Jon Landau once wrote probably the most famous statement ever made by any rock critic, when in 1974 he said, in a long defunct publication called the Real Paper, ”I saw rock & roll future and its name is Bruce Springsteen.” But Landau wasn’t content to watch that future play out without his direct participation. He did his part to make that pronouncement a self-fulfilling prophecy by getting out of the journalism business and back into the production and managerial side. From 1975’s Born to Run through the Human Touch/Lucky Town double-hitter in 1991, Landau co-produced all of Springsteen’s albums, and he continues to this day as his manager.
Springsteen’s acclaimed new album, Magic, has generated more instantaneous fan enthusiasm than anything he’s done since 1987’s Tunnel of Love. As part of our series on the men behind Magic, EW spoke with Landau to get his take on how Springsteen pulled off this particular hat trick.
ENTERTAINMENT WEEKLY: People always wondered why Bruce didn’t use the E Street Band for an entire album between 1984 and 2002. I always imagined that there was a feeling he didn’t want to indulge in nostalgia, that he felt it was time to put away childish things, as it were. It feels like that dilemma was solved on this album, somehow.
JON LANDAU: Well, I think that takes you a little bit into the relationship that has developed between [producer] Brendan O’Brien and Bruce. And I think that on the Rising album, which was the first time they worked together, they were just getting used to each other’s style. This time they were just totally ready for the kind of interaction that they have. One of the things about this album that I personally find different is that this really is the most guitar-dominated record that I believe Bruce has ever made. The guitars, the number of them, the range of them, are the dominant sound most of the time. And with our two great keyboardists, a lot of times in the past, the keyboard sound was a little more dominant. And I think some of the force and power of the record is related to that development.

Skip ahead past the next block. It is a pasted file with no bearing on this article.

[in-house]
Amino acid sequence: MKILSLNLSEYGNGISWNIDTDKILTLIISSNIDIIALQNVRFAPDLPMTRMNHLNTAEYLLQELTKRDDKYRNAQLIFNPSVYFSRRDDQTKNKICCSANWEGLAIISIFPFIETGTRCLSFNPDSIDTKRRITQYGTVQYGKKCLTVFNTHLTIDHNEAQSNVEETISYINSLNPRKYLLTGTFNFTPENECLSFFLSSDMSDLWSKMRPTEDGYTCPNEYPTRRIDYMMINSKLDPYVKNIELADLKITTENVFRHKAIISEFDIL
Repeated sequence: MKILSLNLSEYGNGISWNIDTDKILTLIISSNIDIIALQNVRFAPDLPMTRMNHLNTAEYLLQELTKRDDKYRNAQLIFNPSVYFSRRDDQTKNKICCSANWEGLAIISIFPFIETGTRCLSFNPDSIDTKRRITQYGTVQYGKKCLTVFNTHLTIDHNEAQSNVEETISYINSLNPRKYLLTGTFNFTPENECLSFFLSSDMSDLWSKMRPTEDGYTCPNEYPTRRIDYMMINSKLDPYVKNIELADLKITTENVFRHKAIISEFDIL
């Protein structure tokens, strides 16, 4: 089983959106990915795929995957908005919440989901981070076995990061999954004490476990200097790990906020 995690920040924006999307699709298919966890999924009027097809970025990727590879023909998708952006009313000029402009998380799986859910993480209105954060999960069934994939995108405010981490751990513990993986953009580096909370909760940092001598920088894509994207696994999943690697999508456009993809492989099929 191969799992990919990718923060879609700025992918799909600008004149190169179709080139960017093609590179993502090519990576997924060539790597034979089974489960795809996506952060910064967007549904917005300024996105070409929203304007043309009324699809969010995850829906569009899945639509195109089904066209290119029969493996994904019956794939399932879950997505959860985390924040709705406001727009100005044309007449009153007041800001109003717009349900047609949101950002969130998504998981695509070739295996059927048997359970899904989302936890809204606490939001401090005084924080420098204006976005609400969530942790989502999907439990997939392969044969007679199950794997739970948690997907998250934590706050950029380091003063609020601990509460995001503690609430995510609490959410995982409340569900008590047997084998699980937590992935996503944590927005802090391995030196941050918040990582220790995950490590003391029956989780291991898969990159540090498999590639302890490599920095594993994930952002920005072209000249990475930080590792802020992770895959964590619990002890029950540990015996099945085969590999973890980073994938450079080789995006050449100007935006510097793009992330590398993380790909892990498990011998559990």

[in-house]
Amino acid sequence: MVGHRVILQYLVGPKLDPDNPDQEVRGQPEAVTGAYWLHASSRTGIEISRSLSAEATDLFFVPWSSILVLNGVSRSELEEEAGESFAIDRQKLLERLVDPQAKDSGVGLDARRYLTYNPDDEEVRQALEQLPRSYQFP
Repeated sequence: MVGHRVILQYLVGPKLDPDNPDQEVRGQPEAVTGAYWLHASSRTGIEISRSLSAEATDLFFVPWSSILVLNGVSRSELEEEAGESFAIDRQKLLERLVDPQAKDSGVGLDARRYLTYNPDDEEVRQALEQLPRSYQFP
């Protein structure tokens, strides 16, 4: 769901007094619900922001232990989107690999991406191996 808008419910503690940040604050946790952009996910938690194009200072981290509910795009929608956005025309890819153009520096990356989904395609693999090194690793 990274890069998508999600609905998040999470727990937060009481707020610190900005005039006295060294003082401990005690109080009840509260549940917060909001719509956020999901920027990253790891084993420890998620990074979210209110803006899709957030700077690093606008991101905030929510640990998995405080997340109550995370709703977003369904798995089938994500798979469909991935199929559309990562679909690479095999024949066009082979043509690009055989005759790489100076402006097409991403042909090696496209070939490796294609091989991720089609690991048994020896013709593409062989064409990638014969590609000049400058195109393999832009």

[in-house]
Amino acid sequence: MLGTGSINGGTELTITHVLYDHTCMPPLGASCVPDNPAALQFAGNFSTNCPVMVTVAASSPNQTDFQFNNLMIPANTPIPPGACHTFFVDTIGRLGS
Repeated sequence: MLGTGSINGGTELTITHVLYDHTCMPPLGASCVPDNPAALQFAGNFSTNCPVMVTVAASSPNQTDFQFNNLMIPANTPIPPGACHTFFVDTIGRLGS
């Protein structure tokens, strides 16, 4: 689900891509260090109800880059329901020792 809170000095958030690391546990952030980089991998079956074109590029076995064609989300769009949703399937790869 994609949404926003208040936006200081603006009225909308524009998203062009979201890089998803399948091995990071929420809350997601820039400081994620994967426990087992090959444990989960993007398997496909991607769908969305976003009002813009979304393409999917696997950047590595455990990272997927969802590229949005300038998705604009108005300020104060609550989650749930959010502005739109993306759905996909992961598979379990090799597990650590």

Legendarily, a lot of stuff that Bruce writes gets left on the cutting room floor, because an album gets streamlined and things don’t fit. This is his shortest album since Lucky Town — and it’s a full half-hour shorter than The Rising — so I would imagine that was even more the case here.
That is a good point. One of the things Bruce did do that we talked about is he kept this record very tight and focused. The actual length of the album is not exhaustive. What I encouraged from my corner was just a certain playability. And the record moves like a rocket from beginning to end, and that’s a great feeling. It’s obvious from the record that the artist was aiming for a certain level of concision and tightness and focus, and maintaining the flow going from one song to another; the sequence is very meticulous. But it’s not a case where there’s a zillion outtakes or things of that nature. There’s very little.
One thing I didn’t think I’d hear on one of his records again was the whole Phil Spector/Beach Boys influence.
”Girls in Their Summer Clothes”? That’s a masterpiece. When I heard some of it in its more finished form, I was as surprised as anybody. [(Laughs)] I think the occasional use of strings that Brendan brings into it enlarges some of the pieces and really does help to drive it into that sphere. I don’t know that anybody was setting out to remind people of anything that specific. Whereas on the album Born to Run, Bruce had Phil [Spector] very much in his mind, along with some other influences that were guiding his hand. Bruce, if he hadn’t done what he has done, [could’ve] had a whole other potential career as a — oh my God! — rock critic. There’s nobody I know of who listens to more current and old stuff. Bruce is just a person who’s thrilled with music.
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